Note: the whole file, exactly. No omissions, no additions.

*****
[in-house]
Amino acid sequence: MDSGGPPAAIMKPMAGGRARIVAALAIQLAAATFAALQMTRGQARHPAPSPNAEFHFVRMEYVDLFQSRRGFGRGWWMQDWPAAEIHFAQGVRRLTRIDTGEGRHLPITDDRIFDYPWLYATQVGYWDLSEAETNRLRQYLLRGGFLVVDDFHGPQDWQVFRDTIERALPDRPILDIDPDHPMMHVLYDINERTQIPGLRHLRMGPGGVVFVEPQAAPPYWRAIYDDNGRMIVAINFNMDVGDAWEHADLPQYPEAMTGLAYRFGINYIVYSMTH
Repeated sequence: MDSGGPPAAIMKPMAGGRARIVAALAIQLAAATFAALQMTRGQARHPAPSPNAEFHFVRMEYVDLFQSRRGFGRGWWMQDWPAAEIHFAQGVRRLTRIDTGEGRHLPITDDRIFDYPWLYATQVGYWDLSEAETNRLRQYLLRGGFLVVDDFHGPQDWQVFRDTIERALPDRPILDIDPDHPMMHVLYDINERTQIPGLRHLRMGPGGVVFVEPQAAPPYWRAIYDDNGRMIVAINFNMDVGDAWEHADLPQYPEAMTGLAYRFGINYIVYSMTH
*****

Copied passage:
[in-house]
Amino acid sequence: MDSGGPPAAIMKPMAGGRARIVAALAIQLAAATFAALQMTRGQARHPAPSPNAEFHFVRMEYVDLFQSRRGFGRGWWMQDWPAAEIHFAQGVRRLTRIDTGEGRHLPITDDRIFDYPWLYATQVGYWDLSEAETNRLRQYLLRGGFLVVDDFHGPQDWQVFRDTIERALPDRPILDIDPDHPMMHVLYDINERTQIPGLRHLRMGPGGVVFVEPQAAPPYWRAIYDDNGRMIVAINFNMDVGDAWEHADLPQYPEAMTGLAYRFGINYIVYSMTH
Repeated sequence: MDSGGPPAAIMKPMAGGRARIVAALAIQLAAATFAALQMTRGQARHPAPSPNAEFHFVRMEYVDLFQSRRGFGRGWWMQDWPAAEIHFAQGVRRLTRIDTGEGRHLPITDDRIFDYPWLYATQVGYWDLSEAETNRLRQYLLRGGFLVVDDFHGPQDWQVFRDTIERALPDRPILDIDPDHPMMHVLYDINERTQIPGLRHLRMGPGGVVFVEPQAAPPYWRAIYDDNGRMIVAINFNMDVGDAWEHADLPQYPEAMTGLAYRFGINYIVYSMTH